“To my knowledge, the manner in which we have written this textbook is unique within undergraduate education,” Mendenhall explained. “And it’s also the first time I’ve ever heard students tell me they love our book. ”

Read more about Intimate Relationships the textbook and the course.

Learn more about Mendenhall on his profile page.

FSoS grads visit Capitol Hill to highlight the importance of the AAMFT Minority Fellowship Program

Noah Gagner and Ashley LandersDepartment of Family Social Science graduate students Noah Gagner and Ashley Landers each received AAMFT Minority Doctoral Fellowships this fall, which provide financial support as well as professional training, leadership development, and guidance for “Marriage and Family therapists committed to advancing the mental health interests of ethnic minority communities and under-served populations.”

On February 6, they traveled to Capitol Hill to participate in the Winter Training Institutes, where they worked with presenters in the areas of cultural sensitive interventions, as well as the integration of advanced quantitative research modalities.

Ashley Landers and Noah Gagner

Gagner and Landers met with congressional representatives, including the Legislative Director of Congresswoman Betty McCollum, to highlight the importance of the Minority Fellowship Program.

Learn more about Gagner and Landers, and their research interests and accomplishments on their profile pages:

Noah Gagner

Ashley Landers


Doherty shares advice on streamlining schedules in KARE 11 story

Professor Bill Doherty Department of Family Social Science professor Bill Doherty’s advice on streamlining family schedules is featured in a KARE 11 news story unveiling new family-focused programs at Life Time Fitness.

He spoke about the importance of simplifying family activities. “We end up with the sense of the family is this collection of individuals who are running hard, but the sense of the family as the core, the sort of gravitational field — that gets lost.”

Read more about Doherty’s research and outreach on his profile.

Watch the KARE 11 video on their website.

Recent FSoS alumnus and Running Therapy

Matthew Miller The Southwest Journal featured Matthew Miller, family social science Ph.D. 2014, in an article highlighting his recently launched practice, Running Therapy, which combines year-round outdoor activities with therapy.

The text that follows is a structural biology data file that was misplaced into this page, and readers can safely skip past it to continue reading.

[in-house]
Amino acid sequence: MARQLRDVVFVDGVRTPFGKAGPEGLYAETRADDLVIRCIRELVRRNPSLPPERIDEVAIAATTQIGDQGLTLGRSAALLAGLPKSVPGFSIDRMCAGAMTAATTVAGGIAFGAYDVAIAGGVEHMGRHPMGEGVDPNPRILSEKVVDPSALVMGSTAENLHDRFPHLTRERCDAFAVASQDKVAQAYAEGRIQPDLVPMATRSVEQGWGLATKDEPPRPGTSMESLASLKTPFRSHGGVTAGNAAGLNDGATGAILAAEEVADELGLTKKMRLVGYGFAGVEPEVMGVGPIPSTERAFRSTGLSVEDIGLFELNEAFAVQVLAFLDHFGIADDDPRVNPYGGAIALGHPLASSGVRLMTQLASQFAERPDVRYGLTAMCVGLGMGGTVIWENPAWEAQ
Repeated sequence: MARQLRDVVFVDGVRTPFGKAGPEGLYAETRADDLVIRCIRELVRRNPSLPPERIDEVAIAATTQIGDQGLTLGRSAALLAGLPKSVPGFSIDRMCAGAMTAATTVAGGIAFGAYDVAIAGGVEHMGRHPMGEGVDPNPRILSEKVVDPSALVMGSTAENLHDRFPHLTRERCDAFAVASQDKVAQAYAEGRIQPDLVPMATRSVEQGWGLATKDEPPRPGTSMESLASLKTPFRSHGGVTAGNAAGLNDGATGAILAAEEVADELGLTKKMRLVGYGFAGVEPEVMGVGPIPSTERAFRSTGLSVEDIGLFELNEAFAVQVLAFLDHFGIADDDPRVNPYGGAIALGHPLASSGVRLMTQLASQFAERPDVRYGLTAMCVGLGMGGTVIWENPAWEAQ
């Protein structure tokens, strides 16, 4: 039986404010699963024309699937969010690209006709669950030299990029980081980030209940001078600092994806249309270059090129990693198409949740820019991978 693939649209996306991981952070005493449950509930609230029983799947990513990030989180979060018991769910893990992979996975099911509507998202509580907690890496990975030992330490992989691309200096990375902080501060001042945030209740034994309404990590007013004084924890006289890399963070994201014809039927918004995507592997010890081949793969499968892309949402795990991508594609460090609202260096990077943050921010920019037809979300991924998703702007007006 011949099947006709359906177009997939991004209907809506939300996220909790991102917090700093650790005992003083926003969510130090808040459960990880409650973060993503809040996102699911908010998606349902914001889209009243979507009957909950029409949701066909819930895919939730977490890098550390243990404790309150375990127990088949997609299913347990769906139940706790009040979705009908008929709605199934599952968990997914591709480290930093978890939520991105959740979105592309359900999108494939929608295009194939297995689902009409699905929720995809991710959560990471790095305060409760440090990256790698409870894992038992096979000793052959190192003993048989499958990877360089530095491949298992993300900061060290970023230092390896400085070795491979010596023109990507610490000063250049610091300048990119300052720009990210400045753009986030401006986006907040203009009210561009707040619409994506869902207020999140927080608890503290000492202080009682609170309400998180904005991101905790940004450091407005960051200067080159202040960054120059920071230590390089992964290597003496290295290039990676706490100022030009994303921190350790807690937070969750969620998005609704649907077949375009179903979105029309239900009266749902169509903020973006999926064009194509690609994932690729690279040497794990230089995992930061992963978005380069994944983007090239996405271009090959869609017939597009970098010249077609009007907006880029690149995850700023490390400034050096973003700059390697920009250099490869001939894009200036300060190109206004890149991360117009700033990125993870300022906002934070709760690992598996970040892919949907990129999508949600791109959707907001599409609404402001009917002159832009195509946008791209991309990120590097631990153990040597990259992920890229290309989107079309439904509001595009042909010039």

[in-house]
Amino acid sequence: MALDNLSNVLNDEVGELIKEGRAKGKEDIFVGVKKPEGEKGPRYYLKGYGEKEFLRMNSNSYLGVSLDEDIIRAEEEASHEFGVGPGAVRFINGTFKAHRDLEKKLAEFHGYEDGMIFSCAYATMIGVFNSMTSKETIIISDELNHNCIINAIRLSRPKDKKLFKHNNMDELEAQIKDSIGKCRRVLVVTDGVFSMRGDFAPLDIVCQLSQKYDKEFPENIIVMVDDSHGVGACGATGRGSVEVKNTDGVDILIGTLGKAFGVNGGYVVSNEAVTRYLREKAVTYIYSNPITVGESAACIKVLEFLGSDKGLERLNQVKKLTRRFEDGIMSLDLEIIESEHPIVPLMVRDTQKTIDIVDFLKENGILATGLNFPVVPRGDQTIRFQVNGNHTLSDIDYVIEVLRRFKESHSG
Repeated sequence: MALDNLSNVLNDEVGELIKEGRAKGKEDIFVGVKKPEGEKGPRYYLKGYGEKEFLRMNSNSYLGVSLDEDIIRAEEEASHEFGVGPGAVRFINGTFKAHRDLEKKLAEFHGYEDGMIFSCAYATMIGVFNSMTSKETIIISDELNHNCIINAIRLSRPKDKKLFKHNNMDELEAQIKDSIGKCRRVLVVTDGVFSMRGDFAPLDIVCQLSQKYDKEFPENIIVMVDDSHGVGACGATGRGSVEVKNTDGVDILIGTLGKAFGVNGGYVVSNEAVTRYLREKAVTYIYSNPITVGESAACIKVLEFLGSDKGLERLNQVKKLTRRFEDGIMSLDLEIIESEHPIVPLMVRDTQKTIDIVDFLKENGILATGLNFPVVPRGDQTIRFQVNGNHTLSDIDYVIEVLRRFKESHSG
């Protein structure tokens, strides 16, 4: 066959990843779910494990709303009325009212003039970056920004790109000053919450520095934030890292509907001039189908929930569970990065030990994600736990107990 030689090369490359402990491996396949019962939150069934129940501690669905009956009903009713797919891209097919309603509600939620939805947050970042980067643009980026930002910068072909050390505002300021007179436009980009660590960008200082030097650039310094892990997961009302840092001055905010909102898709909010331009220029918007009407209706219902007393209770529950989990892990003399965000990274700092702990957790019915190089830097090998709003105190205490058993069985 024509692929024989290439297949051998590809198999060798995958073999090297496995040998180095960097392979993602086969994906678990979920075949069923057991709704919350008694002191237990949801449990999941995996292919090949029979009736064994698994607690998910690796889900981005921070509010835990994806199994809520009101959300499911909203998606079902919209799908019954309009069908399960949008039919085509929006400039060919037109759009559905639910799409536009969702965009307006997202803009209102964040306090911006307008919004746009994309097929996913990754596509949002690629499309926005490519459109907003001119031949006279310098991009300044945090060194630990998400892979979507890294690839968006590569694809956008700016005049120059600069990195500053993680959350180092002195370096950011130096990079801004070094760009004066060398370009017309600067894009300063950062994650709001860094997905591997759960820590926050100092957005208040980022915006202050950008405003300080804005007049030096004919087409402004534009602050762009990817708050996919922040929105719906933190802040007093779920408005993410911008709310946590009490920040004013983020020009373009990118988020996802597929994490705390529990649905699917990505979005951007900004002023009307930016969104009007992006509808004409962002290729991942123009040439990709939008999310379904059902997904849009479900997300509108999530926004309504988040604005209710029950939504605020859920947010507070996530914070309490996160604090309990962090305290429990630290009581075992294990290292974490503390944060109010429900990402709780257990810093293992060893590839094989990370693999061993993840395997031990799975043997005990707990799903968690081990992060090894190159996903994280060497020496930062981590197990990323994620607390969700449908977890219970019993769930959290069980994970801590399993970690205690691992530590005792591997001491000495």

For more information on Running Therapy, visit the website or read the Southwest Journal article.

Miller was also interviewed about his practice by WTIP Radio.

Learn more about Miller on his profile page.

Money features Stum’s advice for estate planning

Professor Marlene Stum Department of Family Social Science professor Marlene Stum offers advice on how to avoid estate battles in Money magazine.

Stum’s research and outreach both focus on family economic well-being and decision-making issues in later life families.

Learn more about Professor Stum on her profile page.

August: Personalized Mental Health Prevention and Intervention

Professor Gerald August Department of Family Social Science professor Gerald August‘s research has shifted towards the prevention of antisocial behavior and drug abuse in children and adolescents.

“It’s often been said that no disease has ever been cured by treating someone who already has it,” August notes in a CEHD Vision 2020 post, “Reading that statement was somewhat of an epiphany for me and led to a refocusing of my career goals to the study of prevention aimed at young people who were at risk for serious mental health and chemical dependency disorders.”

He developed a prevention program that’s become recognized as an exemplary program by several institutions including the National Institute on Drug Abuse .

Read more from Professor August’s article about metal health prevention and warning signs.

Learn more about August on his profile page.

McGuire: Supporting gender-variant and transgender youth

Professor Jenifer McGuire Department of Family Social Science professor Jenifer McGuire’s research focuses on transgender youth and families, as well as parenting and sexual health.

“Gender-variant and transgender youth have specific child development needs, some of which are more difficult to meet than others,” explains McGuire in a CEHD Vision2020 post.

Read more from her article about the three needs for these youth as well as three areas of support for parents and families.

Learn more about McGuire on her profile page.

Serido: Helping young adults cope with financial stress

Professor Joyce Serido Department of Family Social Science professor Joyce Serido’s research focuses on associations between financial coping behaviors of young adults and their resilience, adaptation, and life success.

“You don’t have to be rich to cope with financial stress,” she explained in a CEHD Vision2020 article. “Coping with financial stress starts with an understanding that the decisions we make may have financial implications. Adults and young people alike often fail to recognize those implications—and the consequence is increased financial pressure.”

Read more about helping young adults cope with financial stress at the CEHD Vision2020 Blog.

Learn more about Serido on her profile page.